In my last few days of freedom before returning for a new school year, I have decided to reflect on some of the important days and events of the academic year and write about how these are different as a teacher, compared to when I was a student.
As a student: Unsurprisingly, I was a little bit of a nerd at school and never really messed around. This meant that for me, parents evening was the highlight of the school year. Ok highlight is a little extreme, but what’s not to love about going around and listening to all of your teachers say nice things about you to your parents? As a student, parents evenings caused minimal stress and was over within an hour.
As a teacher: Parents evening as a teacher consists of three hours sat at a table, armed with class data, exercise books and an appointment list. On the parents evenings where you have a full list of parents to see, this is three hours spent having mostly similar conversations with the parents, either “Yes they are doing very well, they just need to keep this up.” Or a nicer way of phrasing “He/she needs to learn to shut up in my lessons and actually start doing some work.” Before my first ever parents evening, I did worry that the parents would question my ability to teach their darling child based on how young I look, but luckily that hasn’t been a problem. So far, I also have not had to deal with any really difficult parents, the worst just being a Mum who demanded “So if you say my son is generally well behaved and ok in your lessons, WHY have you put down that he is under target on his report?” as she held out the report for me to see, pointing at the grade in question. Luckily it was nothing a bit of data couldn’t explain.
As a student: Even when in school as a student, I was aware of the importance of Ofsted inspections and that this is a word that seemed to cause great stress to teachers. On the days of inspection, I remember our lessons, an English lesson with one teacher in particular, suddenly seemed very different. All of a sudden we had a powerpoint and lesson objectives, something we never normally had. Although our school always did well in these inspections, it felt very forced and false and like the whole school was putting on a show.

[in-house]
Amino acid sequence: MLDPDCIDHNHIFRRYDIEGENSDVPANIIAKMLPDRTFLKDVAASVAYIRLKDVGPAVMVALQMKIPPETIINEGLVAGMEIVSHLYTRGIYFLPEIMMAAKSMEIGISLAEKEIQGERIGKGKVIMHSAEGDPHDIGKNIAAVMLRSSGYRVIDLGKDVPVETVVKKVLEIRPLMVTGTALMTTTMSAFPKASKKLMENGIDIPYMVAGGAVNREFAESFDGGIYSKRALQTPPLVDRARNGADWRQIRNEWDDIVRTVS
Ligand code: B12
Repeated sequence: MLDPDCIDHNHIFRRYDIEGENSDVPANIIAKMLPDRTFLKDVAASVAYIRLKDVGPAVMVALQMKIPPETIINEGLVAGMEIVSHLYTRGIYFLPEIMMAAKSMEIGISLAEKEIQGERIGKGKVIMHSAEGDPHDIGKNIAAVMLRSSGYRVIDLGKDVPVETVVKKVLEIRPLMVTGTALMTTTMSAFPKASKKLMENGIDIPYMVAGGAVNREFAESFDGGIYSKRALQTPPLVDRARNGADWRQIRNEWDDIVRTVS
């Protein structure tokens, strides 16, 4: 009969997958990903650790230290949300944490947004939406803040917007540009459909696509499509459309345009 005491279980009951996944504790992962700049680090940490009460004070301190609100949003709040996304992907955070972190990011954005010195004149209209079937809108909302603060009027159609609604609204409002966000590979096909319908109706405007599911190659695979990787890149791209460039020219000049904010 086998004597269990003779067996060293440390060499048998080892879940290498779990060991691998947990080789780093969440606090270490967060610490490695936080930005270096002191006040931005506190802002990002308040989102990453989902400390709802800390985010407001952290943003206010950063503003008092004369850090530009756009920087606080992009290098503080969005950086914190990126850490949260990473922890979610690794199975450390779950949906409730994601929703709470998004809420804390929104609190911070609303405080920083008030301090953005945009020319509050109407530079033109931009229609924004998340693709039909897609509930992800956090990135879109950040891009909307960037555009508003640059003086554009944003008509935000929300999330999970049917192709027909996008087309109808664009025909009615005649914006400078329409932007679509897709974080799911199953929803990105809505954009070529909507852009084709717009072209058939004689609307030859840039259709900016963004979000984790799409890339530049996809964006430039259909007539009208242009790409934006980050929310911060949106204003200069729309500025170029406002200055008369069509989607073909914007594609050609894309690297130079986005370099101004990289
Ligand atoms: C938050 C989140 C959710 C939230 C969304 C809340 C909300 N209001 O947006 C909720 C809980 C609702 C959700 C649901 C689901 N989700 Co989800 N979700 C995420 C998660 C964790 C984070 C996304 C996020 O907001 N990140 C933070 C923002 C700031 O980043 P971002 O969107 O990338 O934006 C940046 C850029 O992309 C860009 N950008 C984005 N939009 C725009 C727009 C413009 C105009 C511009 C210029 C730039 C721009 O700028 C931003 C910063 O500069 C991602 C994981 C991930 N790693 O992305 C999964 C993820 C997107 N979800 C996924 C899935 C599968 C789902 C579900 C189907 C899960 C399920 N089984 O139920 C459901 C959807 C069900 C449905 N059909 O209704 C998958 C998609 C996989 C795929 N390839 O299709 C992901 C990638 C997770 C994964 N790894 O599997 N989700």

As a teacher: Last year, our school had both a short one day inspection and a full two day inspection. Being on the other side of this was very strange, as suddenly I became part of the whole forced and false act. The day we found out that Ofsted would be coming in, our whole department had to spend time putting a ‘book expectations’ sticker on the front of all exercise books, something which we should have had all year but most of us hadn’t got round to. A ‘scientist of the week’ board appeared on display and of course all books had to be marked up to date and if they were not, it was suggested to us that we make sure they are locked out of sight during the inspection. As I said, when I was a student, we were all very much aware of the ‘Ofsted effect’ on teachers, and this was no different during these recent inspections. Our head teacher told us in briefing the following day that he was sad to hear a student say to him “Why is everyone being so kind today?”, as if kindness is not the norm in our school.
As a student: Best time of the school year. 4 weeks of no school, lots of lie ins, TV and reading.
As a teacher: Best time of the school year. 6 weeks of no school, lots of lie ins, Netflix, reading, alcohol and food. The only downside is unfortunately my summer holiday has also involved several recurring nightmares about returning to school and having to teach a class when I have not planned anything and have no clue what I am doing. But these school nightmares aside, summer holidays are definitely still as good as a teacher as they were when I was in school.